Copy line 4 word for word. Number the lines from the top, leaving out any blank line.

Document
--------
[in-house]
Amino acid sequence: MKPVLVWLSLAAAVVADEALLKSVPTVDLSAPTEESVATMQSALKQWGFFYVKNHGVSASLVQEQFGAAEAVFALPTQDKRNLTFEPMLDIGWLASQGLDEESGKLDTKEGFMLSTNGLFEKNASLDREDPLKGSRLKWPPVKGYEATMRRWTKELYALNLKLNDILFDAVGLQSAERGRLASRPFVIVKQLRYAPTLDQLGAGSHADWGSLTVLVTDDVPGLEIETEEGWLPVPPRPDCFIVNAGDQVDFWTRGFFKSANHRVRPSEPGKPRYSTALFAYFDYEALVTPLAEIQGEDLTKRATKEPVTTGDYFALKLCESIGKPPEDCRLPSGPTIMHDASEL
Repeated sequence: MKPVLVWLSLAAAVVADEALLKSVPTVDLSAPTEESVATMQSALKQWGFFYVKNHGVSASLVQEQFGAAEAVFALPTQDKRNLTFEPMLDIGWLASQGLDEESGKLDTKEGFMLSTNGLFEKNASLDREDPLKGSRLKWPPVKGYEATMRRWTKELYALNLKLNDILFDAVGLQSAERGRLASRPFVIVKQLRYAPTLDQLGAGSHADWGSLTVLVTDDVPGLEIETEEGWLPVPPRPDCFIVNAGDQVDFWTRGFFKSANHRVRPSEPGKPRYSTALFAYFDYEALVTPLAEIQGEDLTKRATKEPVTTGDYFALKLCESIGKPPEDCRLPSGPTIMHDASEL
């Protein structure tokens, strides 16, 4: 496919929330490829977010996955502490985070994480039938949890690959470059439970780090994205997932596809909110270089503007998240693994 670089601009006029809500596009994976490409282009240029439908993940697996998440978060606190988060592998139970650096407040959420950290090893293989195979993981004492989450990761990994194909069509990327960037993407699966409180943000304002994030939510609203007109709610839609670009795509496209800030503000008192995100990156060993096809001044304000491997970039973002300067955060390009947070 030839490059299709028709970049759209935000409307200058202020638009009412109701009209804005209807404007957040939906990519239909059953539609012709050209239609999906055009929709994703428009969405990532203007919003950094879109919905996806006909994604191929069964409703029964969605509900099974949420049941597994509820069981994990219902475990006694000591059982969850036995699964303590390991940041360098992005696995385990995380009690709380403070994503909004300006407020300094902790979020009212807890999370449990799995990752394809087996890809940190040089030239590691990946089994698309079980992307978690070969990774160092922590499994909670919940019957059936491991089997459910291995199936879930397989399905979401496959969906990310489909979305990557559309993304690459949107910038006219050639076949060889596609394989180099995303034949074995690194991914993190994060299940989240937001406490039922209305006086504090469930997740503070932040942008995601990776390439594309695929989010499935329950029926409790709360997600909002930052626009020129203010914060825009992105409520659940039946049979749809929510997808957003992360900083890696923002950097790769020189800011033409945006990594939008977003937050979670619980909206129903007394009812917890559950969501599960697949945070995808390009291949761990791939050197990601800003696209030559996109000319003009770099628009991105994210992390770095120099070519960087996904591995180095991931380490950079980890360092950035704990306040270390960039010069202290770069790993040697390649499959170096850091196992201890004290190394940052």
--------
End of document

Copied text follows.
């Protein structure tokens, strides 16, 4: 496919929330490829977010996955502490985070994480039938949890690959470059439970780090994205997932596809909110270089503007998240693994 670089601009006029809500596009994976490409282009240029439908993940697996998440978060606190988060592998139970650096407040959420950290090893293989195979993981004492989450990761990994194909069509990327960037993407699966409180943000304002994030939510609203007109709610839609670009795509496209800030503000008192995100990156060993096809001044304000491997970039973002300067955060390009947070 030839490059299709028709970049759209935000409307200058202020638009009412109701009209804005209807404007957040939906990519239909059953539609012709050209239609999906055009929709994703428009969405990532203007919003950094879109919905996806006909994604191929069964409703029964969605509900099974949420049941597994509820069981994990219902475990006694000591059982969850036995699964303590390991940041360098992005696995385990995380009690709380403070994503909004300006407020300094902790979020009212807890999370449990799995990752394809087996890809940190040089030239590691990946089994698309079980992307978690070969990774160092922590499994909670919940019957059936491991089997459910291995199936879930397989399905979401496959969906990310489909979305990557559309993304690459949107910038006219050639076949060889596609394989180099995303034949074995690194991914993190994060299940989240937001406490039922209305006086504090469930997740503070932040942008995601990776390439594309695929989010499935329950029926409790709360997600909002930052626009020129203010914060825009992105409520659940039946049979749809929510997808957003992360900083890696923002950097790769020189800011033409945006990594939008977003937050979670619980909206129903007394009812917890559950969501599960697949945070995808390009291949761990791939050197990601800003696209030559996109000319003009770099628009991105994210992390770095120099070519960087996904591995180095991931380490950079980890360092950035704990306040270390960039010069202290770069790993040697390649499959170096850091196992201890004290190394940052």